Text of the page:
MESSAGE FROM THE PRESIDENT DR. WILLIAM N. RUUD
I am sure you are all aware of the cliché, “You don’t know how good you have it until it’s gone.”
That is exactly how all of us at Marietta College have felt since March 10 when we made the heart-wrenching but necessary decision to transition to online learning. As difficult as it was to not have our students — and a majority of our employees — on our beautiful campus, everyone showed that amazing Pioneer spirit that makes this place so special.
Instead of standing still, everyone jumped into action. Because of our size and our desire to succeed, we showed the world how nimble and flexible we can be. While other colleges and universities extended their spring break an additional week, our faculty and staff pivoted in a matter of days.
With each passing day and at the successful conclusion of each week, we showed amazing resilience, and also improved how we were doing our jobs. And when times were tough or the final weeks of the spring semester began to drag, our students didn’t complain. Instead, they joined us for a virtual Doo Dah Day, virtual Monday Music Night and Live Q&As.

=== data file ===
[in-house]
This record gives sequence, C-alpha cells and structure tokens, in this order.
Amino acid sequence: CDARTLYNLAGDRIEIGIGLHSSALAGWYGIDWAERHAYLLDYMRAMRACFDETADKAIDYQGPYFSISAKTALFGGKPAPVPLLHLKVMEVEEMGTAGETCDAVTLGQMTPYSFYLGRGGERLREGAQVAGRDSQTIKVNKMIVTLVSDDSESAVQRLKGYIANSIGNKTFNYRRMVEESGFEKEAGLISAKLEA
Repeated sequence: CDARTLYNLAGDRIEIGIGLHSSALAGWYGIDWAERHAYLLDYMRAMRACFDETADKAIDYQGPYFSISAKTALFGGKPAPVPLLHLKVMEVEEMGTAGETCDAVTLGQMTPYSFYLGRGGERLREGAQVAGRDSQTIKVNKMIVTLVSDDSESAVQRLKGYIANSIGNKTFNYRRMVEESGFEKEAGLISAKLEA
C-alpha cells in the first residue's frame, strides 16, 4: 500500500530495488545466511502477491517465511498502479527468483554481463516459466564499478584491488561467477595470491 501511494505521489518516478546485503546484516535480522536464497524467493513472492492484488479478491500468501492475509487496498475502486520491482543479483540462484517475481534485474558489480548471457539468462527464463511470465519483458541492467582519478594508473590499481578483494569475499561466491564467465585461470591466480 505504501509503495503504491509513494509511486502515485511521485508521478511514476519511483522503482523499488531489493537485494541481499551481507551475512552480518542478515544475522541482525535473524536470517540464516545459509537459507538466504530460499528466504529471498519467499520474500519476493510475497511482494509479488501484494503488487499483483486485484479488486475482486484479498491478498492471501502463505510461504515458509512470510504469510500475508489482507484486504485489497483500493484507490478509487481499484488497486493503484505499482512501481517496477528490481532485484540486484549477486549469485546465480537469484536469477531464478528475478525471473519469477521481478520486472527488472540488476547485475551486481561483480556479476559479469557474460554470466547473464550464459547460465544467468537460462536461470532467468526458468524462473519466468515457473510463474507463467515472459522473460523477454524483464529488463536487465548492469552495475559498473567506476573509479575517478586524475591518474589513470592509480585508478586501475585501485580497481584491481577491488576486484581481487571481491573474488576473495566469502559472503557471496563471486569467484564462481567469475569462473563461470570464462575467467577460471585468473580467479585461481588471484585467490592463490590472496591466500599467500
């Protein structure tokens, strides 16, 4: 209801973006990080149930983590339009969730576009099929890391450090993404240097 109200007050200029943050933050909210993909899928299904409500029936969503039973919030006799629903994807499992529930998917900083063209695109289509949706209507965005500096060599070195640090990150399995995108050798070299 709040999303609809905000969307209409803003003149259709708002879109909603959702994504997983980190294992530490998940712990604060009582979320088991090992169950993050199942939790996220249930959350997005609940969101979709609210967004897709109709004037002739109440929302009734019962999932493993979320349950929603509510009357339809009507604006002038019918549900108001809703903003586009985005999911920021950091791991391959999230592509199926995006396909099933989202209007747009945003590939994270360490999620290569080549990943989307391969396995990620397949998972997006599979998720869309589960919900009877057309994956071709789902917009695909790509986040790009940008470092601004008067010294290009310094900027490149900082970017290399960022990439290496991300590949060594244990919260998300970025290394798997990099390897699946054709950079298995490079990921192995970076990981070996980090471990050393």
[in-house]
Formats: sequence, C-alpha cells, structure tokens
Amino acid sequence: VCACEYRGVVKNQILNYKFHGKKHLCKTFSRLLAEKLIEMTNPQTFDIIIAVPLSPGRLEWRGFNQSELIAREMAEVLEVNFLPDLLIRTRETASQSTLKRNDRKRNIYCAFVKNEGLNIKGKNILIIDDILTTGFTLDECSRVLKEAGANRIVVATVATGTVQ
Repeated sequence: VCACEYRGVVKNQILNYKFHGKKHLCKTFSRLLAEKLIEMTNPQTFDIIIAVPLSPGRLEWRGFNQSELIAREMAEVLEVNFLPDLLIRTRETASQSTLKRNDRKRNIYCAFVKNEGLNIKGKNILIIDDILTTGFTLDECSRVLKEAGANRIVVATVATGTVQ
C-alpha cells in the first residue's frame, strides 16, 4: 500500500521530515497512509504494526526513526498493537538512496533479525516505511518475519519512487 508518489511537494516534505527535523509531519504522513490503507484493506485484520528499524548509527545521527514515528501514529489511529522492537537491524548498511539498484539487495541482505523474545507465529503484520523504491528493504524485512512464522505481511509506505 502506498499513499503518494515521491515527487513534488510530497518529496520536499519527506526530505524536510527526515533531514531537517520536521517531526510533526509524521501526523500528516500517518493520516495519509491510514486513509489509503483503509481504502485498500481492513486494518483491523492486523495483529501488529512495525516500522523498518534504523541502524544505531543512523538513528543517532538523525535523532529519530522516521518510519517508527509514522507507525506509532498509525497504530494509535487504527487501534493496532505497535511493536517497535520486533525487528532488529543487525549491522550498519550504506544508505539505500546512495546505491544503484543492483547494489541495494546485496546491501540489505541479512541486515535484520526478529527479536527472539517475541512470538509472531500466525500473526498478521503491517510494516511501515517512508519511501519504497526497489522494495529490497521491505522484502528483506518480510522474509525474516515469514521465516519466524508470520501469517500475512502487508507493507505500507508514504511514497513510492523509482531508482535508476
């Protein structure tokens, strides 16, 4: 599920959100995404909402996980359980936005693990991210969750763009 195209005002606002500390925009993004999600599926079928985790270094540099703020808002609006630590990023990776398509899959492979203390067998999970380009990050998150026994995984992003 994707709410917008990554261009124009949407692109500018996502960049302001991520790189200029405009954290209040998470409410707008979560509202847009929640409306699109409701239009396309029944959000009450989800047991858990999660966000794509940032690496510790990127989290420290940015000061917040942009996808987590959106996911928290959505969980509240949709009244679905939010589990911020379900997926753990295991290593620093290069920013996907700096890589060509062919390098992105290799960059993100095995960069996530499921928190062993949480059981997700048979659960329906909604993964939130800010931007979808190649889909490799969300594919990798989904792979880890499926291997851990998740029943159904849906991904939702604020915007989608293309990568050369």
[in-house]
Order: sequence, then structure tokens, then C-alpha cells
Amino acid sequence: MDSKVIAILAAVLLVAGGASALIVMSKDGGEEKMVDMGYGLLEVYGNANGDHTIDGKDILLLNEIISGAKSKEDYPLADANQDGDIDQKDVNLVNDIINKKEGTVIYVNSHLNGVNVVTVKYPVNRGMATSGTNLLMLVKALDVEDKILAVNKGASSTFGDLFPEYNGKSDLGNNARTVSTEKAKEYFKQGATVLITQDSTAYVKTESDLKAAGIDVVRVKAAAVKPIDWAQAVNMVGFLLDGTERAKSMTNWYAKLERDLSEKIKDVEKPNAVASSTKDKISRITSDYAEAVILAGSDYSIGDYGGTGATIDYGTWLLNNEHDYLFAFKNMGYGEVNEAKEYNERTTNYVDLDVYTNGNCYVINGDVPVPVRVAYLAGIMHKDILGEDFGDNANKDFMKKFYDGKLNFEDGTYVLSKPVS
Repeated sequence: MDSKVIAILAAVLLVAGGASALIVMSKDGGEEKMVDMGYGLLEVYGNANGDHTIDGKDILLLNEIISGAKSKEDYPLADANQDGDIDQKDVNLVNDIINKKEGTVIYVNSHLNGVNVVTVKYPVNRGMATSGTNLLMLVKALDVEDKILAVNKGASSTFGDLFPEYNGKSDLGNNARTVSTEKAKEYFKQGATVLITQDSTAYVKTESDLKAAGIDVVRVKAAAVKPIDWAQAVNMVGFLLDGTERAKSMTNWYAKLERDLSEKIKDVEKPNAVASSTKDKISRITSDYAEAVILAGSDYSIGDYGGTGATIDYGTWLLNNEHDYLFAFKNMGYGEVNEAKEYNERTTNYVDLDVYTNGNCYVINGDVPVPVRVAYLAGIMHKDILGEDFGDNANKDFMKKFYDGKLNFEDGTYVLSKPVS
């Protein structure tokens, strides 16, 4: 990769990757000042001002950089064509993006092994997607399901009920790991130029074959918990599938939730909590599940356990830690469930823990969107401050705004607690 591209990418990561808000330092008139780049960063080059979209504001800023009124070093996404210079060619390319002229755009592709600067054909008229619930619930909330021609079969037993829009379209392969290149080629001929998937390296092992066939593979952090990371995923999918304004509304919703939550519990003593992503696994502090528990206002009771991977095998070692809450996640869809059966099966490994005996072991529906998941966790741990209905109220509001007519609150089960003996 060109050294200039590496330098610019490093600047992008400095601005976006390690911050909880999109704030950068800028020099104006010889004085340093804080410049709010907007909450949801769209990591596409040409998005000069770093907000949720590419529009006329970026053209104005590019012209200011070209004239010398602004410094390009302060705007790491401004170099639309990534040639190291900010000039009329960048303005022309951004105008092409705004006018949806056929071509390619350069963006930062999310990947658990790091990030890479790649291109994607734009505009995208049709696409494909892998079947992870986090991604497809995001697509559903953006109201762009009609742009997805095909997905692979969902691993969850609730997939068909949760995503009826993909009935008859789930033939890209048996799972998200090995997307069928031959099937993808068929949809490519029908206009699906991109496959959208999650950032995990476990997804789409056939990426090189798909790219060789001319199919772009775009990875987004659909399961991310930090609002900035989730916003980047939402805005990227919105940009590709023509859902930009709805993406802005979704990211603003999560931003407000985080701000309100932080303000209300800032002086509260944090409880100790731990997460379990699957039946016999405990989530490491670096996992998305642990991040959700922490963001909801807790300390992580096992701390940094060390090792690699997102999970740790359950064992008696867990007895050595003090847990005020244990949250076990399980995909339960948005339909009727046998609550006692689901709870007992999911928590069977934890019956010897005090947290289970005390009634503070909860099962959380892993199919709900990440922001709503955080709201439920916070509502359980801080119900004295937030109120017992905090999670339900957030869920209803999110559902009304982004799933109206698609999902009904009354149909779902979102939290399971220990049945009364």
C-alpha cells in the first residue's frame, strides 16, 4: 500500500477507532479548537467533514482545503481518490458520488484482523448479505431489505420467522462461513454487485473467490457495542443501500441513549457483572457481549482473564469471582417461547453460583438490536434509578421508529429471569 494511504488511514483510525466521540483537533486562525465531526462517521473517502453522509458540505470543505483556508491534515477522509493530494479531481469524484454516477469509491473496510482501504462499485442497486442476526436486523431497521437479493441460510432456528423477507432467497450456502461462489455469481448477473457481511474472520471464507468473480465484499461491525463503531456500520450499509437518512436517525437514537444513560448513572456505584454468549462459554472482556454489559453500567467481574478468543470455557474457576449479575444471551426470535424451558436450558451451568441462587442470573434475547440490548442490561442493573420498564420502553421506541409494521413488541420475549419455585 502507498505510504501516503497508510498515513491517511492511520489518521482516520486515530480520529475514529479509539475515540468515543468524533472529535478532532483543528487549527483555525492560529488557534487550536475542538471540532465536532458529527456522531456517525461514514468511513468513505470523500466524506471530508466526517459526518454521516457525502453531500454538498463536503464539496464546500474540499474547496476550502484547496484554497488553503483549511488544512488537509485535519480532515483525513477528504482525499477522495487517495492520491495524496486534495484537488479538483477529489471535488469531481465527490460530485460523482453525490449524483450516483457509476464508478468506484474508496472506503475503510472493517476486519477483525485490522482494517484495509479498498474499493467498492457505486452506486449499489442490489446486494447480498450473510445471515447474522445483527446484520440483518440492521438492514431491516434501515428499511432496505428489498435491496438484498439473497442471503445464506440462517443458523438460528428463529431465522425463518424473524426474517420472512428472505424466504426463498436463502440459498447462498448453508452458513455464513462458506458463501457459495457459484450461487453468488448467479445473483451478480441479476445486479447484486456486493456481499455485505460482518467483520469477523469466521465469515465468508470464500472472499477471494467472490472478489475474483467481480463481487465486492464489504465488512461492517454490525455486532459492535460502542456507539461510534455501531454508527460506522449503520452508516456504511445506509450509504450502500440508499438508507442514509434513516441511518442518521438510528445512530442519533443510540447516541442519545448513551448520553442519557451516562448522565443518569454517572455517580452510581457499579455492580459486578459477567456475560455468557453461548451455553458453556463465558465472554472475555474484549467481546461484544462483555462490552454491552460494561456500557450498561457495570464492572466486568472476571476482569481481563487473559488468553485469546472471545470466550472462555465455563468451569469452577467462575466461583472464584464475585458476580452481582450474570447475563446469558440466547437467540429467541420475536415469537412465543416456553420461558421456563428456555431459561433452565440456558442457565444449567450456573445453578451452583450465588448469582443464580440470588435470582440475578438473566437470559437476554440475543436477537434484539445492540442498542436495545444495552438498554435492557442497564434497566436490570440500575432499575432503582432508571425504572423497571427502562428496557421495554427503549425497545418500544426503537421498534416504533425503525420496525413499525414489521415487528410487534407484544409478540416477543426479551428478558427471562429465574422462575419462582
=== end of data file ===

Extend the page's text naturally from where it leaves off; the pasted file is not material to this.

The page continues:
We also made decisions that were fiscally responsible, including the suspension of printing the spring edition of Marietta, The Magazine of Marietta College. We hope this is the only time we have to do this, but it just made sense at a time with so many uncertainties. I always look forward to sharing the latest issue of the magazine as we highlight our alumni, students, faculty and staff. While this is a digital-only version, I think you will be proud to read how the Marietta College community stepped up in the face of adversity.
I am motivated and inspired by the resolve and resiliency of the Marietta College family. And that is a major reason why we are preparing to re-open campus for in-person learning in the fall. We know there are a lot of question marks and hurdles that need to be cleared, but we are confident we will be welcoming students back on campus in August.
Thank you for your continued support and I am pleased to share Marietta College’s stories through this digital platform. Each one of them reveals, no matter how difficult the times, that we are continuing to provide a transformative education for our students.
Bring Forth a Pioneer!
President Ruud Online:
Under normal circumstances, while I see the accessibility benefits of online learning and instruction for people who need it, I am not personally interested in online teaching. I believe the benefits of a small, residential, liberal arts college like Marietta to be intrinsically tied to the interactions between faculty and students, students and students, etc. No matter how much care we take to replicate those interactions and experiences online, we can never fully achieve the quality of interactions that are possible in person.